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Linearity of the Inner Product

Any function $ f(\underline{u})$ of a vector $ \underline{u}\in\mathbb{C}^N$ (which we may call an operator on $ \mathbb{C}^N$ ) is said to be linear if for all $ \underline{u}\in\mathbb{C}^N$ and $ \underline{v}\in\mathbb{C}^N$ , and for all scalars $ \alpha$ and $ \beta $ in $ \mathbb{C}$ ,

$\displaystyle f(\alpha \underline{u}+ \beta \underline{v}) = \alpha f(\underline{u}) + \beta f(\underline{v}).

A linear operator thus ``commutes with mixing.'' Linearity consists of two component properties: A function of multiple vectors, e.g., $ f(\underline{u},\underline{v},\underline{w})$ can be linear or not with respect to each of its arguments.

The inner product $ \left<\underline{u},\underline{v}\right>$ is linear in its first argument, i.e., for all $ \underline{u},\underline{v},\underline{w}\in\mathbb{C}^N$ , and for all $ \alpha, \beta\in\mathbb{C}$ ,

$\displaystyle \left<\alpha \underline{u}+ \beta \underline{v},\underline{w}\right> = \alpha \left<\underline{u},\underline{w}\right> + \beta \left<\underline{v},\underline{w}\right>.

This is easy to show from the definition:

\left<\alpha \underline{u}+ \beta \underline{v},\underline{w}\right> &\isdef & \sum_{n=0}^{N-1}\left[\alpha u(n) + \beta v(n)\right]\overline{w(n)} \\
&=& \sum_{n=0}^{N-1}\alpha u(n)\overline{w(n)} + \sum_{n=0}^{N-1}\beta v(n)\overline{w(n)} \\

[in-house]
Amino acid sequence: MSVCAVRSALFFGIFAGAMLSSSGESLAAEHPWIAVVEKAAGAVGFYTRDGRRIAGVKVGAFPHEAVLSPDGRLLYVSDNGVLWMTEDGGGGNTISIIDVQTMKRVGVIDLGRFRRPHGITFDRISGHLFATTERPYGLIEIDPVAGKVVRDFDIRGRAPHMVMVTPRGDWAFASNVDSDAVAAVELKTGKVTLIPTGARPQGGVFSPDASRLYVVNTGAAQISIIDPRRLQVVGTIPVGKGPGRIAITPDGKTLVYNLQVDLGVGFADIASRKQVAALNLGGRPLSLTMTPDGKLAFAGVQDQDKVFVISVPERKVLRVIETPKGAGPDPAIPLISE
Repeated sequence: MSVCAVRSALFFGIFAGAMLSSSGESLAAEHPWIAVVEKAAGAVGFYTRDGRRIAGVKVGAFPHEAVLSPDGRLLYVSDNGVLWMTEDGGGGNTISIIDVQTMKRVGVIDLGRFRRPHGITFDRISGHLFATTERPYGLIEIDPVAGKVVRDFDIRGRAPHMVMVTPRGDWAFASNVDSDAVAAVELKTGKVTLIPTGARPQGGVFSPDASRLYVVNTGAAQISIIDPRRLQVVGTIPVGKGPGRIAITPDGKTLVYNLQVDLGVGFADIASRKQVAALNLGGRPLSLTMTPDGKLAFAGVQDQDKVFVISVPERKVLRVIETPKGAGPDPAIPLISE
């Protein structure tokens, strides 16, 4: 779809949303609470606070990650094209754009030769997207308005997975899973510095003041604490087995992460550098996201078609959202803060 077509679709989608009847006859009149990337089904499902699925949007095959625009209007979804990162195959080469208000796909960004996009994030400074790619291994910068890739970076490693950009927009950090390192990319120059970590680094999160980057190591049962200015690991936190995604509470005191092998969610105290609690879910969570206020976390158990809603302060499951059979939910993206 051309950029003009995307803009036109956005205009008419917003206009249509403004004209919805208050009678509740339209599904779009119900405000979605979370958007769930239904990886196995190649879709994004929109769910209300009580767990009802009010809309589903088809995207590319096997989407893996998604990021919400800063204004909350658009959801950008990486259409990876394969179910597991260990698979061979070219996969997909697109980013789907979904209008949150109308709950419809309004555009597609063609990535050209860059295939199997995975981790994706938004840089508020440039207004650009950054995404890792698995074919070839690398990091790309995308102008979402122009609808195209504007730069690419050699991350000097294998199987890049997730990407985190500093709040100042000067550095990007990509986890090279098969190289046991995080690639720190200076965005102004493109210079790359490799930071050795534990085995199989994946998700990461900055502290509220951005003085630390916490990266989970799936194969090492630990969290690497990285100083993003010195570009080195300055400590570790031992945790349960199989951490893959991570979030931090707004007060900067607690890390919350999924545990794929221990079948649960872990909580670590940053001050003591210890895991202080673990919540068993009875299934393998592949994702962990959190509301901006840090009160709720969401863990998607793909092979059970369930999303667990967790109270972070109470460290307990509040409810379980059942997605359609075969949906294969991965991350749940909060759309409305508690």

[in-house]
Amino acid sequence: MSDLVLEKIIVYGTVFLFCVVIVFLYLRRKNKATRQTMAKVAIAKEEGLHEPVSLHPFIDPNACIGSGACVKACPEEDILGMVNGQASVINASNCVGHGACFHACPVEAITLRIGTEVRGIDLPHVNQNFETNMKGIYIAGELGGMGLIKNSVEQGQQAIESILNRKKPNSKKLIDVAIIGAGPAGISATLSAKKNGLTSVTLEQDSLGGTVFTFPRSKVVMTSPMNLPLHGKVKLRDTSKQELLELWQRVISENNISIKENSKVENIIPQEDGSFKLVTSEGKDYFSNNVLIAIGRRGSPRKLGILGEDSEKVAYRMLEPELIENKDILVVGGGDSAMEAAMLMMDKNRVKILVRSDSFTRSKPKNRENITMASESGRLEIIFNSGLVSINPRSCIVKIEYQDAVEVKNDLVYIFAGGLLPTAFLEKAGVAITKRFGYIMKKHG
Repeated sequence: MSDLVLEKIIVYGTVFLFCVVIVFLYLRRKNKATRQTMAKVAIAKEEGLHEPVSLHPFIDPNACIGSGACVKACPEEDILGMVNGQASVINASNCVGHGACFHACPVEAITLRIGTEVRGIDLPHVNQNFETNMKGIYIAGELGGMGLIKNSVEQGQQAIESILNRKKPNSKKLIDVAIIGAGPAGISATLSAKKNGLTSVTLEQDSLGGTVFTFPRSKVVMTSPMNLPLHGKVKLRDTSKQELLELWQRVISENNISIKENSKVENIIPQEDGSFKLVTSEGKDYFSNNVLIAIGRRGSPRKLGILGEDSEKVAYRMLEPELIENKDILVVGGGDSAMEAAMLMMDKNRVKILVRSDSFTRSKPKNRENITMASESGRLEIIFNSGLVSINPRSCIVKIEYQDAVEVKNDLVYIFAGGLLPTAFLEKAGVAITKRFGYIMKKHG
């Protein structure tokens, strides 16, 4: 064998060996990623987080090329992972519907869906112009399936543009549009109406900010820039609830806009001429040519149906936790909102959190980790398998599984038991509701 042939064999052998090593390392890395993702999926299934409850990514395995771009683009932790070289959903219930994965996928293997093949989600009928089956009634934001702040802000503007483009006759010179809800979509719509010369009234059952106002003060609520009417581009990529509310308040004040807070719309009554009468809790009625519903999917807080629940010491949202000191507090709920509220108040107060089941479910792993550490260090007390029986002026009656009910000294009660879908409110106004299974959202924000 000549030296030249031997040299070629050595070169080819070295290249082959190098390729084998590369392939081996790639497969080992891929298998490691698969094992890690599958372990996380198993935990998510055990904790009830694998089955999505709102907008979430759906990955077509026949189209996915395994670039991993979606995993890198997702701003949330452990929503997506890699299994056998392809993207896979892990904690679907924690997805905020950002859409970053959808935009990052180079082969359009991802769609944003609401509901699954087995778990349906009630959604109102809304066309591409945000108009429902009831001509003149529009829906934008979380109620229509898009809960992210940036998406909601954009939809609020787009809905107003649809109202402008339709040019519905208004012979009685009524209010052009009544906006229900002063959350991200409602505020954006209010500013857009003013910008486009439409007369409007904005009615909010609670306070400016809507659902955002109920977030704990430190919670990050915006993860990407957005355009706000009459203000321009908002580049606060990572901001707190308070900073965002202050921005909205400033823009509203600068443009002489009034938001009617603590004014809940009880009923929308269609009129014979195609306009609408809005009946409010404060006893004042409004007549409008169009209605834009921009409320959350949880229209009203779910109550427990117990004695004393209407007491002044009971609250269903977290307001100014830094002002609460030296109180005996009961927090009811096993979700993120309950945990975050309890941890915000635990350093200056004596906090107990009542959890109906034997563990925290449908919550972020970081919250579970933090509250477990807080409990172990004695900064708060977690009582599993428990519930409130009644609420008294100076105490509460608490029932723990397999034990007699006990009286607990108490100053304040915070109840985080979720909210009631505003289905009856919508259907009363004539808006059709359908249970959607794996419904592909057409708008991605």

&=& \alpha \sum_{n=0}^{N-1}u(n)\overline{w(n)} + \beta \sum_{n=0}^{N-1}v(n)\overline{w(n)} \\
&\isdef & \alpha \left<\underline{u},\underline{w}\right> + \beta \left<\underline{v},\underline{w}\right>

The inner product is also additive in its second argument, i.e.,

$\displaystyle \left<\underline{u},\underline{v}+ \underline{w}\right> = \left<\underline{u},\underline{v}\right> + \left<\underline{u},\underline{w}\right>,

but it is only conjugate homogeneous (or antilinear) in its second argument, since

$\displaystyle \left<\underline{u},\alpha \underline{v}\right> = \overline{\alpha} \left<\underline{u},\underline{v}\right> \neq \alpha \left<\underline{u},\underline{v}\right>.

The inner product is strictly linear in its second argument with respect to real scalars $ a$ and $ b$ :

$\displaystyle \left<\underline{u},a \underline{v}+ b \underline{w}\right> = a \left<\underline{u},\underline{v}\right> + b \left<\underline{u},\underline{w}\right>, \quad a,b\in\mathbb{R}

where $ \underline{u},\underline{v},\underline{w}\in\mathbb{C}^N$ .

Since the inner product is linear in both of its arguments for real scalars, it may be called a bilinear operator in that context.

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``Mathematics of the Discrete Fourier Transform (DFT), with Audio Applications --- Second Edition'', by Julius O. Smith III, W3K Publishing, 2007, ISBN 978-0-9745607-4-8
Copyright © 2024-04-02 by Julius O. Smith III
Center for Computer Research in Music and Acoustics (CCRMA),   Stanford University